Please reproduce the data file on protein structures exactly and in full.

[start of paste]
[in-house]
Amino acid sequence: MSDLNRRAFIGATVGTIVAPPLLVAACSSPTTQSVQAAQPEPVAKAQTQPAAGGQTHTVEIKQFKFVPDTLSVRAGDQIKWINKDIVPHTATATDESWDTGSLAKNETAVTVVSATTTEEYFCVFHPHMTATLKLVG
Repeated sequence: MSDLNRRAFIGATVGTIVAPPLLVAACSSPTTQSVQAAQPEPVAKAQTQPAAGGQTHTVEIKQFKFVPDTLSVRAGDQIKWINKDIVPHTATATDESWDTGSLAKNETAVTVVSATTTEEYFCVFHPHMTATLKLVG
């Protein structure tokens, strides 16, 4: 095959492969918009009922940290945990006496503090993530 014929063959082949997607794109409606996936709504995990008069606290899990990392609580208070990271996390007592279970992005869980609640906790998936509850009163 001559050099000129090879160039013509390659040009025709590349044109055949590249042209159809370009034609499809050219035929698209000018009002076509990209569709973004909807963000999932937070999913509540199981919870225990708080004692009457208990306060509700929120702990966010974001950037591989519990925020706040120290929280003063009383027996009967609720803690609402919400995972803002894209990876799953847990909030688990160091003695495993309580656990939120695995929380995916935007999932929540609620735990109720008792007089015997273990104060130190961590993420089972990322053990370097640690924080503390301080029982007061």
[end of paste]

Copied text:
[in-house]
Amino acid sequence: MSDLNRRAFIGATVGTIVAPPLLVAACSSPTTQSVQAAQPEPVAKAQTQPAAGGQTHTVEIKQFKFVPDTLSVRAGDQIKWINKDIVPHTATATDESWDTGSLAKNETAVTVVSATTTEEYFCVFHPHMTATLKLVG
Repeated sequence: MSDLNRRAFIGATVGTIVAPPLLVAACSSPTTQSVQAAQPEPVAKAQTQPAAGGQTHTVEIKQFKFVPDTLSVRAGDQIKWINKDIVPHTATATDESWDTGSLAKNETAVTVVSATTTEEYFCVFHPHMTATLKLVG
């Protein structure tokens, strides 16, 4: 095959492969918009009922940290945990006496503090993530 014929063959082949997607794109409606996936709504995990008069606290899990990392609580208070990271996390007592279970992005869980609640906790998936509850009163 001559050099000129090879160039013509390659040009025709590349044109055949590249042209159809370009034609499809050219035929698209000018009002076509990209569709973004909807963000999932937070999913509540199981919870225990708080004692009457208990306060509700929120702990966010974001950037591989519990925020706040120290929280003063009383027996009967609720803690609402919400995972803002894209990876799953847990909030688990160091003695495993309580656990939120695995929380995916935007999932929540609620735990109720008792007089015997273990104060130190961590993420089972990322053990370097640690924080503390301080029982007061």